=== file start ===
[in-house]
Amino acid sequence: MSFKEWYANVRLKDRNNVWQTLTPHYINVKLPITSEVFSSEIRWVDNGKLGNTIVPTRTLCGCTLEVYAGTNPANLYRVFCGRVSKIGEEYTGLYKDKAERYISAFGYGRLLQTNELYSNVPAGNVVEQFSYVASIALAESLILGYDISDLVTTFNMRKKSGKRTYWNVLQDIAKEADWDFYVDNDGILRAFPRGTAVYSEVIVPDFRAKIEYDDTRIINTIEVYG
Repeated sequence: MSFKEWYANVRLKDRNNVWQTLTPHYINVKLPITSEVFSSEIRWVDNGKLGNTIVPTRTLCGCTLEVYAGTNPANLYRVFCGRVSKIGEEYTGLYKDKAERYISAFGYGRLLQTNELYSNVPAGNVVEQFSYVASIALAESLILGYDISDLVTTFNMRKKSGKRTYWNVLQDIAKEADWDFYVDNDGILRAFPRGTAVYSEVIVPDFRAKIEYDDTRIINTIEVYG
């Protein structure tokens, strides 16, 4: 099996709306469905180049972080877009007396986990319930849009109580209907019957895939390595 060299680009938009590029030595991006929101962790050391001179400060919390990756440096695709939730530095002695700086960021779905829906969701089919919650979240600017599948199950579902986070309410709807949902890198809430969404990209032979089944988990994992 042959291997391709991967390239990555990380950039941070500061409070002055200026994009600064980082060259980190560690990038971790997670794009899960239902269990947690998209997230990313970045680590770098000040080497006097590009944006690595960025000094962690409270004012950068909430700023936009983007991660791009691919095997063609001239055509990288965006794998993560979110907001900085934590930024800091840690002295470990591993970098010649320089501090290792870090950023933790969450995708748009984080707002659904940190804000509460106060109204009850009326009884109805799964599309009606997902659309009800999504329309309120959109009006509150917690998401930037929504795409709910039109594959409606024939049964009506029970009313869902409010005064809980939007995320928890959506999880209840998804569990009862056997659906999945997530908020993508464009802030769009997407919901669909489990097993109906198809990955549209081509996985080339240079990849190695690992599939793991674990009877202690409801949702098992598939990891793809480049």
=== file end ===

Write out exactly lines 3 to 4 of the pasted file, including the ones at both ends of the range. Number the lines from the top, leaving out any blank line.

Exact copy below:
Repeated sequence: MSFKEWYANVRLKDRNNVWQTLTPHYINVKLPITSEVFSSEIRWVDNGKLGNTIVPTRTLCGCTLEVYAGTNPANLYRVFCGRVSKIGEEYTGLYKDKAERYISAFGYGRLLQTNELYSNVPAGNVVEQFSYVASIALAESLILGYDISDLVTTFNMRKKSGKRTYWNVLQDIAKEADWDFYVDNDGILRAFPRGTAVYSEVIVPDFRAKIEYDDTRIINTIEVYG
């Protein structure tokens, strides 16, 4: 099996709306469905180049972080877009007396986990319930849009109580209907019957895939390595 060299680009938009590029030595991006929101962790050391001179400060919390990756440096695709939730530095002695700086960021779905829906969701089919919650979240600017599948199950579902986070309410709807949902890198809430969404990209032979089944988990994992 042959291997391709991967390239990555990380950039941070500061409070002055200026994009600064980082060259980190560690990038971790997670794009899960239902269990947690998209997230990313970045680590770098000040080497006097590009944006690595960025000094962690409270004012950068909430700023936009983007991660791009691919095997063609001239055509990288965006794998993560979110907001900085934590930024800091840690002295470990591993970098010649320089501090290792870090950023933790969450995708748009984080707002659904940190804000509460106060109204009850009326009884109805799964599309009606997902659309009800999504329309309120959109009006509150917690998401930037929504795409709910039109594959409606024939049964009506029970009313869902409010005064809980939007995320928890959506999880209840998804569990009862056997659906999945997530908020993508464009802030769009997407919901669909489990097993109906198809990955549209081509996985080339240079990849190695690992599939793991674990009877202690409801949702098992598939990891793809480049």